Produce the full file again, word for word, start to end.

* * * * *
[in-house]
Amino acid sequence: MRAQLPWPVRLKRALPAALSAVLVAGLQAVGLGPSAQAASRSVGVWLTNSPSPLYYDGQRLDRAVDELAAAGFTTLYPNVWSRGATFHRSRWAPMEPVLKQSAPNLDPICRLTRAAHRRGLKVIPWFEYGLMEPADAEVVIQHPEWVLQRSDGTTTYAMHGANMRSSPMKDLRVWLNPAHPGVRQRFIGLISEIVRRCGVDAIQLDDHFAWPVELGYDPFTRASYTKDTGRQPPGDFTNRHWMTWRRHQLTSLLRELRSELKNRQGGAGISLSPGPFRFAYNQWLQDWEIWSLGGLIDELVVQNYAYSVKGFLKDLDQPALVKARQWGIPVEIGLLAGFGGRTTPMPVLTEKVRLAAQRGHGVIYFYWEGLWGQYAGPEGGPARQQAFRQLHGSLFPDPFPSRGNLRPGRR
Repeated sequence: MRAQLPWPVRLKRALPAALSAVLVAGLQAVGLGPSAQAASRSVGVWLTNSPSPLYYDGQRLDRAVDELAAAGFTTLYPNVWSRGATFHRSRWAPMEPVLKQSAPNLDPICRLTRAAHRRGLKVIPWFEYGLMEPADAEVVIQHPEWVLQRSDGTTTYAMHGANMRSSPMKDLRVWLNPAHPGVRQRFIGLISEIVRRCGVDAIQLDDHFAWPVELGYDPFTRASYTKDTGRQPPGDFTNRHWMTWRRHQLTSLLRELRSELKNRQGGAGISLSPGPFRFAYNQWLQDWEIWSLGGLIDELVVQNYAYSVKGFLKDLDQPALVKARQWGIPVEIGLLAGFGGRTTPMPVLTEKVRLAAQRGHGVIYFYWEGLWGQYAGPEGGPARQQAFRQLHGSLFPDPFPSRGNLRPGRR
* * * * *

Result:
[in-house]
Amino acid sequence: MRAQLPWPVRLKRALPAALSAVLVAGLQAVGLGPSAQAASRSVGVWLTNSPSPLYYDGQRLDRAVDELAAAGFTTLYPNVWSRGATFHRSRWAPMEPVLKQSAPNLDPICRLTRAAHRRGLKVIPWFEYGLMEPADAEVVIQHPEWVLQRSDGTTTYAMHGANMRSSPMKDLRVWLNPAHPGVRQRFIGLISEIVRRCGVDAIQLDDHFAWPVELGYDPFTRASYTKDTGRQPPGDFTNRHWMTWRRHQLTSLLRELRSELKNRQGGAGISLSPGPFRFAYNQWLQDWEIWSLGGLIDELVVQNYAYSVKGFLKDLDQPALVKARQWGIPVEIGLLAGFGGRTTPMPVLTEKVRLAAQRGHGVIYFYWEGLWGQYAGPEGGPARQQAFRQLHGSLFPDPFPSRGNLRPGRR
Repeated sequence: MRAQLPWPVRLKRALPAALSAVLVAGLQAVGLGPSAQAASRSVGVWLTNSPSPLYYDGQRLDRAVDELAAAGFTTLYPNVWSRGATFHRSRWAPMEPVLKQSAPNLDPICRLTRAAHRRGLKVIPWFEYGLMEPADAEVVIQHPEWVLQRSDGTTTYAMHGANMRSSPMKDLRVWLNPAHPGVRQRFIGLISEIVRRCGVDAIQLDDHFAWPVELGYDPFTRASYTKDTGRQPPGDFTNRHWMTWRRHQLTSLLRELRSELKNRQGGAGISLSPGPFRFAYNQWLQDWEIWSLGGLIDELVVQNYAYSVKGFLKDLDQPALVKARQWGIPVEIGLLAGFGGRTTPMPVLTEKVRLAAQRGHGVIYFYWEGLWGQYAGPEGGPARQQAFRQLHGSLFPDPFPSRGNLRPGRR